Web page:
Subject: I have found a CD that I think you would enjoy
|Mel Torme, Cleo Laine|
Nothing Without You
Genres: Jazz, Pop, Broadway & Vocalists
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LEE K. (koke) from SAINT LOUIS, MO
Reviewed on 8/7/2009...
A must for Torme and Cleo fans.
Great Duet Album By Two Great Legends
(5 out of 5 stars)
"One of the Best duet albums Nothing Without You just Shines... Torme and Laine glide through the tunes and Scat-A-Wa...Be Bop for an enjoyable listening experience. ISN'T IT A PITY is a rare Gershwin gem, seldom heard sung. BIRDSONG really sings !!!!!!!!!!!Add this to your Jazz Collection."
"Throw your head right back and sing, sing, sing."
Mary Whipple | New England | 07/06/2005
(5 out of 5 stars)
"Torme and Laine, friends and admirers for years, combine here in a spectacular album which not only showcases their individual talents but combines them in exciting new ways. Torme's lighter, clearer voice is the perfect foil for Laine's darker, fuller one, and, since both have enormous range and an impeccable sense of harmony, their duets are flawless. With Laine's husband and long-time arranger John Dankworth doing most of the arrangements, and Torme collaborating on two tracks and arranging three others, there's a sense of intimacy and a real familiarity with the individual voices which make this CD a truly rare experience.
With perfect timing and rhythm, the two range from the Latin rhythm and drum beats of "I Thought About You" to the big band sound of "I Wish I Were in Love Again" and the jazzy, more free-wheeling "Love You Madly." Harmony is emphasized in two memorable ballads, both arranged by Torme--"Isn't It a Pity" and "Angel Eyes"--where he and Laine play the songs "straight," harmonizing slowly with restrained accompaniment. In "Birdsong" they really fly, singing scat together, so closely in tandem with the sax and clarinet that it is difficult to separate the voices from the instruments. "Girl Talk" and "After You've Gone," two of the best tracks on the album, continue the melding of voices with instruments, which perfectly parallel each other before separating into solos and ranging into scat.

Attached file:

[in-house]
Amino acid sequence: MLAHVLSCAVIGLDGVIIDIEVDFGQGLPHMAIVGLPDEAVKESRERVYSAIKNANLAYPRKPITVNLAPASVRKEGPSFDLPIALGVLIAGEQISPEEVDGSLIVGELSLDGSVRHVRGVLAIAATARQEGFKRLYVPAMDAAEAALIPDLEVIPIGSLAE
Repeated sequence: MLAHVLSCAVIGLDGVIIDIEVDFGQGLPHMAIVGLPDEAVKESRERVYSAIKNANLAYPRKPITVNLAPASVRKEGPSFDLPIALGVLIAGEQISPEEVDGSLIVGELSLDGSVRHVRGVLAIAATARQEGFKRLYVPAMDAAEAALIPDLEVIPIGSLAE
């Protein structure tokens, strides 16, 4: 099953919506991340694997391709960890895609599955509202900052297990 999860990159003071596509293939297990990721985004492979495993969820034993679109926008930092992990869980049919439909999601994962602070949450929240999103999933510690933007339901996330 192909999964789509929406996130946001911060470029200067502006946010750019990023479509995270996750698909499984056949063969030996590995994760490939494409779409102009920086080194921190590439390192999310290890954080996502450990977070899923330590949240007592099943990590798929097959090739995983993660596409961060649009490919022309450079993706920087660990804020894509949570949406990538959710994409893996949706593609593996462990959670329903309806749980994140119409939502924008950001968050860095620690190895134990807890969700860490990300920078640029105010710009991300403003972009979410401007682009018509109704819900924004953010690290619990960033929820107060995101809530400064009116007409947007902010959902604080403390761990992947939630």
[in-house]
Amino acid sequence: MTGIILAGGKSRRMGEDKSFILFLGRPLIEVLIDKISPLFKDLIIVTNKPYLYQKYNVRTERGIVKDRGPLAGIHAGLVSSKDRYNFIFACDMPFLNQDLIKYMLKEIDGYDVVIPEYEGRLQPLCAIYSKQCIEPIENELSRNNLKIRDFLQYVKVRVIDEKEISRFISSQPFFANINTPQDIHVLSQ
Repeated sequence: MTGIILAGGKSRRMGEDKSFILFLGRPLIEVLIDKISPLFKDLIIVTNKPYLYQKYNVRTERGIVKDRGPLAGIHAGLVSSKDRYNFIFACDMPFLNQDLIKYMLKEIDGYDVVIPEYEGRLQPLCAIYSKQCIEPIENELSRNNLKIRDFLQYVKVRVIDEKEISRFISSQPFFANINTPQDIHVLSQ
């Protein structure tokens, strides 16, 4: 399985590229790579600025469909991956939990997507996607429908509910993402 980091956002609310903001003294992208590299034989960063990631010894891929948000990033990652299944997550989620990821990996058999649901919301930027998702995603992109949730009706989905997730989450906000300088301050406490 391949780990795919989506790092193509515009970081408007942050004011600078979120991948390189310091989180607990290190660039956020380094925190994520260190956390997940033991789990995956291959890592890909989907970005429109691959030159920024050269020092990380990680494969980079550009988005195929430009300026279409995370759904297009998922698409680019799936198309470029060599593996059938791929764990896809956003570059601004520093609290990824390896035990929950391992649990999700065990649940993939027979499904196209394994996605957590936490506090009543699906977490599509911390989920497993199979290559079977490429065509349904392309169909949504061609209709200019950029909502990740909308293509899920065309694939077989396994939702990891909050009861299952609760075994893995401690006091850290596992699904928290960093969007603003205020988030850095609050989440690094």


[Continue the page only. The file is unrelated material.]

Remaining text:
The climax of the CD is "Two Tune Medley," arranged by Torme. Here he combines twenty songs in a spectacular medley in which he sings one song while Laine sings another--"Honeysuckle Rose" and "Sweet Sue," for example. The segues from one song to the next are flawless, as is the band's accompaniment. The track, which lasts less than five minutes, is so smooth that it is over before the listener realizes how many different songs have been blended. As good as Torme and Laine are separately, this album may be one of their real high points. With perfect timing, phrasing, harmony, and rhythm, all of which are also matched by the band, this is a marriage of two talents who could be alteregos. Mary Whipple